I am certain there are questions as to whether it is technically feasible to incorporate and adjust such a big photovoltaic system to the power network. The answers can be found in international bibliography.

Let us also look at the funding of Kypros-2025. The population of the Republic is today about 875,000. A social company could be established in which every Cypriot should be given the opportunity to invest, so as many people as possible would have a stake in it. It would be a low-risk investment and people would become stakeholders, enjoying a respectable annual return on their investment. Banks, which in today’s economic conditions have difficulty finding worthwhile projects to finance, could show an interest in financing such an investment.

The political significance of the Kypros-2025 project is huge as it will be based on social participation. The country’s citizens – ordinary people and especially the young must be part of production, development and prosperity. Our country and economy need a new model and new development architecture that will have at its centre the green economy and social participation. It is worth noting that no political grouping, from the Left to the Right, ever showed any interest in such an approach. The big investments in renewable energy sources are always of the monopolistic type. It is this logic that my proposal wants to challenge.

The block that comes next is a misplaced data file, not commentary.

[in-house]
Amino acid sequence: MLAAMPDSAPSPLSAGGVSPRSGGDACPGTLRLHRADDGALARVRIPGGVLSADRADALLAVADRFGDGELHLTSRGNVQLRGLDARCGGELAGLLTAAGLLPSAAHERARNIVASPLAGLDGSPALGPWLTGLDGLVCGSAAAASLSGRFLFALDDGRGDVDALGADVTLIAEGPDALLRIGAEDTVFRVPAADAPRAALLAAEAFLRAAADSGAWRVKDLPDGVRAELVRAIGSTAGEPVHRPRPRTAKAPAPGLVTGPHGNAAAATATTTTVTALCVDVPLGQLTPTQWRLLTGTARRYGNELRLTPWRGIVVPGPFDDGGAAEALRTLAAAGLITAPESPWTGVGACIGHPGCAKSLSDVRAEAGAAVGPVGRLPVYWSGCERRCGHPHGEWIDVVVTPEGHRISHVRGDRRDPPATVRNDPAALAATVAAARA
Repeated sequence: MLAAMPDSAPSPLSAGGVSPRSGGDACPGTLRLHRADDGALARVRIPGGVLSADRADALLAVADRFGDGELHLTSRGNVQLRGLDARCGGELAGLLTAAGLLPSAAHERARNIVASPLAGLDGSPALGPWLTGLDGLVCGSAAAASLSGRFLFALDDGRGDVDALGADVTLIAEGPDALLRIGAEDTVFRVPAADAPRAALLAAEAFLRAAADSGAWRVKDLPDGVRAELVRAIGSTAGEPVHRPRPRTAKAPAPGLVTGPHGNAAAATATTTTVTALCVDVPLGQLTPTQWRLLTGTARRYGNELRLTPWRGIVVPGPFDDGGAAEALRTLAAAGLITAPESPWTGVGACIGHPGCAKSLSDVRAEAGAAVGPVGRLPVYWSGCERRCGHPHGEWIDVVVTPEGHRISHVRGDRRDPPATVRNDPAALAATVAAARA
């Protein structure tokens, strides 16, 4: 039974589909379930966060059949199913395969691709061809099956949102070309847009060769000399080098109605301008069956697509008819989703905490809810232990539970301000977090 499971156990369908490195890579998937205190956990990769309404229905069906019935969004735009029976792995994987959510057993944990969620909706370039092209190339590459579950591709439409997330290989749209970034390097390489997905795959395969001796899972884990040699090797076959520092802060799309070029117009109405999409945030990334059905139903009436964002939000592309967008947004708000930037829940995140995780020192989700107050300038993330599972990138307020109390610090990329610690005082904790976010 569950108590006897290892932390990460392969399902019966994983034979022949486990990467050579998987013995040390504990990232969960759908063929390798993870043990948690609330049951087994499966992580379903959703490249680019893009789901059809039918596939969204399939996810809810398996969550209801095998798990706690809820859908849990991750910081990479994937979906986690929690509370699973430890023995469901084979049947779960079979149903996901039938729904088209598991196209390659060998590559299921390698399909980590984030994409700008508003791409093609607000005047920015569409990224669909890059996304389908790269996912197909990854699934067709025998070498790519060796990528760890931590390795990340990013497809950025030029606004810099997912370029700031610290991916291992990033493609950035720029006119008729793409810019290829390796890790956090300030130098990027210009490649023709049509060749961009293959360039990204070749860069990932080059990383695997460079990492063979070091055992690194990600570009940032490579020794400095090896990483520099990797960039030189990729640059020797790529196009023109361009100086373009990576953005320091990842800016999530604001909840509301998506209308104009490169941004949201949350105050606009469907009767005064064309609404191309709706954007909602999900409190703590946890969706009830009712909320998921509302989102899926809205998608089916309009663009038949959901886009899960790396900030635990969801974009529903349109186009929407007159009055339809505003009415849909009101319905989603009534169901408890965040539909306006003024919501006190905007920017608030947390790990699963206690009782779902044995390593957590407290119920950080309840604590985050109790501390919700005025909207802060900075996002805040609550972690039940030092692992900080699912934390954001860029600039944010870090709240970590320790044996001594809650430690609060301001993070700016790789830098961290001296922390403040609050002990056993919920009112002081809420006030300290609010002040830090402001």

The benefits from this effort will be manifested immediately in the creation of jobs and the improvement of economic indicators. The drastic reduction in the price of electricity would increase the competitiveness of the Cyprus economy. The reduction in the price of electricity will have a positive effect on communications, tourism, industry, farming and households.

Our country has the big advantage of sunshine. We have made a commitment to the EU that a large part of our energy mix will come from the sun before 2020. With this specific proposal this target will be met in no time and it will make it more competitive at all levels. With access to cheap and abundant water, which comes from access to cheap energy, we would be able to recreate the lakes we lost and fix the damage done to our underground water supplies.

The sun as an energy source has brought real hope to humanity, thanks to its decentralised nature. The big difference is that it belongs to everyone, to the whole of society. It does not have the characteristics of the concentrated power of the big electricity production units. It is not possible for solar electric energy to be shared among private monopolies, in the same way the political system issues licences to wealthy businessmen. It is known that the EU is trying to introduce competition in the purchase of electric power, but it should also be taken into account that Cyprus is isolated energy-wise with very limited prospect of real competition.

We can create a modern, green, social company for our country and our people, a company in which all citizens of Cyprus would be able to have a stake, following the model of the big social companies found in the Scandinavian countries.

Let us become the Denmark of the south.

Constantinos Christofides is a professor of Physics at the University of Cyprus and coordinator of the social movement Neo Kyma – I Alli Kypros.